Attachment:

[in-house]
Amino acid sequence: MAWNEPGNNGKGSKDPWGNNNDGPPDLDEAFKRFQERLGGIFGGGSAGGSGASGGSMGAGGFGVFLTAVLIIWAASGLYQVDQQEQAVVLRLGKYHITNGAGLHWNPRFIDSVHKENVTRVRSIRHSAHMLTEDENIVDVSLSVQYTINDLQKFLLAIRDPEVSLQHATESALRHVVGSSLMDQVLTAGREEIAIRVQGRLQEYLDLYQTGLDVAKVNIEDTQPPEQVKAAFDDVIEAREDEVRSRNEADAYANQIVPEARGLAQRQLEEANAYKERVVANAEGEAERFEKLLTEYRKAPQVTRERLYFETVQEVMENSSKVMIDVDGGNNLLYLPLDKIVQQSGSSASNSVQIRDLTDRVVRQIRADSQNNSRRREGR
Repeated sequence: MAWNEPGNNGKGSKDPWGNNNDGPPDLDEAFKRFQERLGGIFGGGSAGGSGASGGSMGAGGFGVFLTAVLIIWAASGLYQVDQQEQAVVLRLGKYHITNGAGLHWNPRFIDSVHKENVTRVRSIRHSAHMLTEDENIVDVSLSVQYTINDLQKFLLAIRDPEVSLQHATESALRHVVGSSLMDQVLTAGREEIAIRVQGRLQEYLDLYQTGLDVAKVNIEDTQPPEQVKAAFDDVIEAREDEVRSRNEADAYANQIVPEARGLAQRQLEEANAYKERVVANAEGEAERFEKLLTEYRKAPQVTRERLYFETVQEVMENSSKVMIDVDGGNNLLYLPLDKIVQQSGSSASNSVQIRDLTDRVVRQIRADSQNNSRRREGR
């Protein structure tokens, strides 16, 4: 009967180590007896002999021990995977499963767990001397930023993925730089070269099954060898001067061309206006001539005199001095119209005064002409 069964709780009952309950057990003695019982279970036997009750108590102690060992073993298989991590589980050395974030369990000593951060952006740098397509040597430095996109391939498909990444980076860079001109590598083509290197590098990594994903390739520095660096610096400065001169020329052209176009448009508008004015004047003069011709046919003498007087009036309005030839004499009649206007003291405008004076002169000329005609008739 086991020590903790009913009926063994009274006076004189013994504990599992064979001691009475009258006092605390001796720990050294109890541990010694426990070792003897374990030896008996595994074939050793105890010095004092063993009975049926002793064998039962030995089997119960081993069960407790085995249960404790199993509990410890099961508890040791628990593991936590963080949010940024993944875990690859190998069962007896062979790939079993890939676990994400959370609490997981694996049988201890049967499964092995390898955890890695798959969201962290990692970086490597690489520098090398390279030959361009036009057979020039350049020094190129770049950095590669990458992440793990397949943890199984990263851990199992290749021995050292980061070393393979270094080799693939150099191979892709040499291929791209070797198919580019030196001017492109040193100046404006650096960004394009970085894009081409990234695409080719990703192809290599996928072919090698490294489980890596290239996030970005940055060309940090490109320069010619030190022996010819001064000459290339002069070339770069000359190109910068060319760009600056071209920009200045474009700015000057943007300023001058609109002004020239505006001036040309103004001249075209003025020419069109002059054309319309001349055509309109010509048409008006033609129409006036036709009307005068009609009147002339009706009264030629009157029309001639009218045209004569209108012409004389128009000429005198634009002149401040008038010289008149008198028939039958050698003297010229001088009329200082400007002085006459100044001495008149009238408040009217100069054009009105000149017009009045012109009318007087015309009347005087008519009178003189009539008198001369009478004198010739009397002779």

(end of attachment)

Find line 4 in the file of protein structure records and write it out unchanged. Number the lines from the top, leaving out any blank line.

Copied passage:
């Protein structure tokens, strides 16, 4: 009967180590007896002999021990995977499963767990001397930023993925730089070269099954060898001067061309206006001539005199001095119209005064002409 069964709780009952309950057990003695019982279970036997009750108590102690060992073993298989991590589980050395974030369990000593951060952006740098397509040597430095996109391939498909990444980076860079001109590598083509290197590098990594994903390739520095660096610096400065001169020329052209176009448009508008004015004047003069011709046919003498007087009036309005030839004499009649206007003291405008004076002169000329005609008739 086991020590903790009913009926063994009274006076004189013994504990599992064979001691009475009258006092605390001796720990050294109890541990010694426990070792003897374990030896008996595994074939050793105890010095004092063993009975049926002793064998039962030995089997119960081993069960407790085995249960404790199993509990410890099961508890040791628990593991936590963080949010940024993944875990690859190998069962007896062979790939079993890939676990994400959370609490997981694996049988201890049967499964092995390898955890890695798959969201962290990692970086490597690489520098090398390279030959361009036009057979020039350049020094190129770049950095590669990458992440793990397949943890199984990263851990199992290749021995050292980061070393393979270094080799693939150099191979892709040499291929791209070797198919580019030196001017492109040193100046404006650096960004394009970085894009081409990234695409080719990703192809290599996928072919090698490294489980890596290239996030970005940055060309940090490109320069010619030190022996010819001064000459290339002069070339770069000359190109910068060319760009600056071209920009200045474009700015000057943007300023001058609109002004020239505006001036040309103004001249075209003025020419069109002059054309319309001349055509309109010509048409008006033609129409006036036709009307005068009609009147002339009706009264030629009157029309001639009218045209004569209108012409004389128009000429005198634009002149401040008038010289008149008198028939039958050698003297010229001088009329200082400007002085006459100044001495008149009238408040009217100069054009009105000149017009009045012109009318007087015309009347005087008519009178003189009539008198001369009478004198010739009397002779």